San Antonio Terminal Internacional increases its terminal capacity


RCO_0888_f4Two new Super Post-Panamax gantry cranes have arrived at STI-Chile adding to the six existing units.

The ZPMC’s Zhenhua 21 sailed on 30th July with two Ship to Shore Cranes and two RTGs for San Antonio Terminal International (STI), a subsidiary of SSA Marine and SAAM, on the central region of Chile. The special transport vessel brought the biggest container cranes ever received in a container terminal in Chile. The environmental-friendly STS Cranes are capable of handling New Panamax vessels with 22 container rows on deck and nine container high over deck.

Upon commissioning, expected by November 2015, a total of two Panamax and six Post-Panamax container cranes will be lined up along STI’s 800m container quay, making STI the only terminal in Chile with eight STS Cranes. The cranes are part of STI’s $105 million expansion plan, that includes the addition of 130 metres of berth and the dredging to -15m of all its berths. When completed in mid-2017, STI will increase its yearly handling capacity to 1.6 million TEUs. Currently, STI’s infrastructure is able to serve two New Panamax vessels simultaneously.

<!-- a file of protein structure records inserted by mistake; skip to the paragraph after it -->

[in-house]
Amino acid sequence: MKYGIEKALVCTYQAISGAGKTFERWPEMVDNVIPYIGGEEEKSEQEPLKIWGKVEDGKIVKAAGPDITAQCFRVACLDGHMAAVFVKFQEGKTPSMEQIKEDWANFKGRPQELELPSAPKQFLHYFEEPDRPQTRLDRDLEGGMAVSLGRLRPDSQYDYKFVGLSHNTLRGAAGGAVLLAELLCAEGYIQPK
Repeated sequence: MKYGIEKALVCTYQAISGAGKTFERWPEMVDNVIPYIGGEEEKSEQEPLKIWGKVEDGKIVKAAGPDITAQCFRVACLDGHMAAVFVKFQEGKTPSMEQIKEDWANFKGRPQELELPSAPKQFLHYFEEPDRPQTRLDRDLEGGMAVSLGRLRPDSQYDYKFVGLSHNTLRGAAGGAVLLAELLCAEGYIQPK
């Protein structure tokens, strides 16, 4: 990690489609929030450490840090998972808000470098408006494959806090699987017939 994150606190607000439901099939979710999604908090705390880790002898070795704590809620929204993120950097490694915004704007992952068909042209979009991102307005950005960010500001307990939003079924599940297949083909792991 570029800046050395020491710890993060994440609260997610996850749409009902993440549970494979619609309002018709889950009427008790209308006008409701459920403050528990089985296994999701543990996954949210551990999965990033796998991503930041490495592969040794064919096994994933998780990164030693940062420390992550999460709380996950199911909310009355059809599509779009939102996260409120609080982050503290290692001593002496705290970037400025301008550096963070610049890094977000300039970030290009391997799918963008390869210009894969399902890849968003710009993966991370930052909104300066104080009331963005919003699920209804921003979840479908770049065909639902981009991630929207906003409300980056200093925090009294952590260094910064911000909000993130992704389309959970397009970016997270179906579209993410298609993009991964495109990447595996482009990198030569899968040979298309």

“These new cranes represent our commitment to Chile where we will, when the above mentioned expansion project is completed, have invested close to 240 US Milion. This also shows our commitment to our customers, who are eagerly waiting for the completion of the Panama Canal expansion to deploy New-Panamax vessels in the region,” said Jose Iribarren’s, STI’s General Manager.

SSA Marine, a subsidiary of Carrix, is the largest US-owned, privately-held container terminal operator and cargo handling company, more than 200 locations worldwide, including port operations throughout the US as well as internationally in Panama, Mexico, Chile, Colombia, Costa Rica, South Africa, New Zealand, Vietnam and Canada.

SAAM, aside from its Terminal in Chile, ITI (Iquique), ATI (Antofagasta), STI (San Antonio) & SVTI (San Vicente), has also terminals in Florida (USA), Ecuador (Guayaquil), Colombia (Cartagena) and Mexico (Mazatlan).